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  • 1
    Language: English
    In: Neuroscience Letters, 2009, Vol.463(3), pp.249-253
    Description: The role of the cholinergic innervated nucleus basalis of Meynert (NB) and reticular thalamic nucleus (RT) in the generation or modulation of spontaneously occurring spike-and-wave discharges (SWDs) was investigated in the WAG/Rij rat model of absence epilepsy. The cholinergic agonist carbachol and the muscarinic antagonist scopolamine were injected in the NB and RT in the doses of 0.55 and 5.5 nmol while the EEG was recorded. Carbachol injected in the NB decreased the number and the mean duration of SWDs. Scopolamine alone had no influence on SWDs, but could antagonize the effects of carbachol if administered simultaneously in NB. Injections of carbachol in the RT inhibited the occurrence of SWDs, but did not affect the mean duration. Scopolamine administered in the RT had no influence on seizure activity. It is concluded that cholinergic stimulation of the NB or the RT inhibits the cortical synchronous activity characterizing SWDs.
    Keywords: Absence Epilepsy ; Wag/Rij Rat ; Nucleus Basalis ; Reticular Thalamic Nucleus ; Carbachol ; Scopolamine ; Medicine ; Anatomy & Physiology
    ISSN: 0304-3940
    E-ISSN: 1872-7972
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  • 2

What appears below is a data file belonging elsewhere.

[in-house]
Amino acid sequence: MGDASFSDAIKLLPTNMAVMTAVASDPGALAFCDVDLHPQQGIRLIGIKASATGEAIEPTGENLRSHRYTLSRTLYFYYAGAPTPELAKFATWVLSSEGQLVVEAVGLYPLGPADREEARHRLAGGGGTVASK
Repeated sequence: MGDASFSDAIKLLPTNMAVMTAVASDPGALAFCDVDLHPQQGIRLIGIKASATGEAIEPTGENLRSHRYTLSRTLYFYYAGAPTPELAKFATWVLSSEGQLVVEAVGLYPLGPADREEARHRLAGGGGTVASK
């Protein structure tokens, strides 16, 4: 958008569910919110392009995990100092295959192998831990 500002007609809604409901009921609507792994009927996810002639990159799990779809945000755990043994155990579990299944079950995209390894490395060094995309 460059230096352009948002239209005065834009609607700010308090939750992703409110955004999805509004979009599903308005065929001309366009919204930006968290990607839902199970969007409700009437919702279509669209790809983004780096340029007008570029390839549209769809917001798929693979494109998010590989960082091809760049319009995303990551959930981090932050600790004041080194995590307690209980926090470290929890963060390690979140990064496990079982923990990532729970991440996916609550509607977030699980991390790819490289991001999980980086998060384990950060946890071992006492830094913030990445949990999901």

Language: English
    In: Journal of Ethology, 2015, Vol.33(2), pp.109-115
    Description: Play behavior was observed in thick-toed geckos ( Chondrodactylus turneri GRAY 1864) during a 30-day orbital experiment on the unmanned spacecraft “BION-M” No. 1. The geckos wore ornamented colored collars which made it possible to track the behavior of individual animals on video recordings. The object of the play behavior was a collar that one of the geckos had managed to remove in the pre-launch period and which floated weightless in the animal holding unit under microgravity. Four of the five geckos participated in play episodes, which were defined as one-time interactions with the collar, as well in a fuller form of play that included approaching the unmoving collar or observing its approach, manipulations with the collar and further tracking the collar. Manipulations with the collar could take the form of complicated play, such as pressing the snout against the edge of the collar rim, multiple episodes of pushing the collar with the snout, inserting the head into the collar, holding the collar by pressing the head to the container floor and tilting the head with the collar on the snout. There were individual variations in play pattern. Explanations for the rarity of play behavior in reptiles under normal conditions and the geckos’ playfulness in microgravity are discussed. Appropriate video is available at http://www.momo-p.com/showdetail-e.php?movieid=momo150224ct01a .
    Keywords: Play behavior ; Thick-toed gecko ; Individual marking ; Prolonged orbital experiment ; Weightlessness
    ISSN: 0289-0771
    E-ISSN: 1439-5444
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  • 3
    In: Annals of the New York Academy of Sciences, December 1998, Vol.865(1), pp.547-550
    ISSN: 0077-8923
    E-ISSN: 1749-6632
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  • 4
    Language: English
    In: European Journal of Pharmaceutics and Biopharmaceutics, 2010, Vol.74(2), pp.157-163